IT was a full house at the new Milk River venue in Brooklyn, New York, on Tuesday as Shaggy launched his Out of Many One Music album.
The album is a collaboration between the Grammy-winning Shaggy and ‘Riddim Twins’ Sly and Robbie. Keyboardist Stephen ‘Lenky’ Marsden and longtime Shaggy production partners, Sting International, are credited as co-producers.
Out of Many One Music hears Shaggy teaming on songs with Beres Hammond, Ne-Yo, Konshens, Tessanne Chin, and Cocoa Tea. Suited in black with a handkerchief in the colours of the Jamaican flag hanging from his back pocket, Shaggy spoke to the Jamaica Observer about his 12th album.
“I put a plan in action and executed it and it worked. A lot of labels didn’t want to support it because it was strictly reggae and not the pop materials that they were used to. I got a lot of opposition from them,” he said.
Although disc jockeys generally liked the album, most of them believe it will struggle in the contemporary music market because of its slow tempo.
But Shaggy says the aim was to make the album as organic as possible, to keep interest in reggae alive.
“Authenticity was very important… everything about it had to be Jamaican. The reggae acts that are topping the big charts now have no affiliation to Jamaica and their songs are not heard in the dances,” he noted.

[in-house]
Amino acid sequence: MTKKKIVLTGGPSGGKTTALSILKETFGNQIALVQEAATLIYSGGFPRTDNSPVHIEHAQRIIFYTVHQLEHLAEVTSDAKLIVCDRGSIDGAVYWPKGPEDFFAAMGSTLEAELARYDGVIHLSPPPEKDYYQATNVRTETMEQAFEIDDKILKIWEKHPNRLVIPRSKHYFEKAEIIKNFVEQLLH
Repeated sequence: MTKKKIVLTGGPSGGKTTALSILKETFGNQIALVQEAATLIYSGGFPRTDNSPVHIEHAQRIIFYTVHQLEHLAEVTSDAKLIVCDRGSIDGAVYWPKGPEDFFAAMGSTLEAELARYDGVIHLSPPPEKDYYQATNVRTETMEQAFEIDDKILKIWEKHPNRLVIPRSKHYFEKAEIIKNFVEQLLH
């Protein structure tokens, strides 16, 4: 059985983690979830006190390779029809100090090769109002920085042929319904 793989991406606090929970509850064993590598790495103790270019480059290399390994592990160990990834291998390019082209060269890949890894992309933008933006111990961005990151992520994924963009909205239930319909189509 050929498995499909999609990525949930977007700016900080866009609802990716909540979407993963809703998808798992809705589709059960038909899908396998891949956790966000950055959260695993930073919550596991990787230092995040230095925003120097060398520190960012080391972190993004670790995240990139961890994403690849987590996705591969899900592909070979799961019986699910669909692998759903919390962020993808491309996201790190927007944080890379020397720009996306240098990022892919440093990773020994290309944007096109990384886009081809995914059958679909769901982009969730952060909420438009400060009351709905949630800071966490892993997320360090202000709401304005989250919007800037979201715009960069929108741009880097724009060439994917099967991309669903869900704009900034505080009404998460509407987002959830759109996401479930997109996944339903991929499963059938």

After topping pop charts with mega-hit songs like Boombastic, Angel, and It Wasn’t Me, just how important is a hit to the 44- year-old toaster?
“It’s not about the money anymore for me. Reggae is a minority music and the struggle continues, hence a hit is always important,” he explained.
“This is not a cake walk. The international market is dominated by other genres like pop and hip hop, and a reggae session on any international label is approximately two hours or so a day, sometimes even a week, so we have to continue pushing hard to keep the music alive and well.”
Out of Many One Music has made a bright start. It is currently number one on the iTunes Reggae Chart.
With the US release out of the way, Shaggy is preparing for the official Jamaican release on Sunday in Rae Town, east Kingston, where he grew up.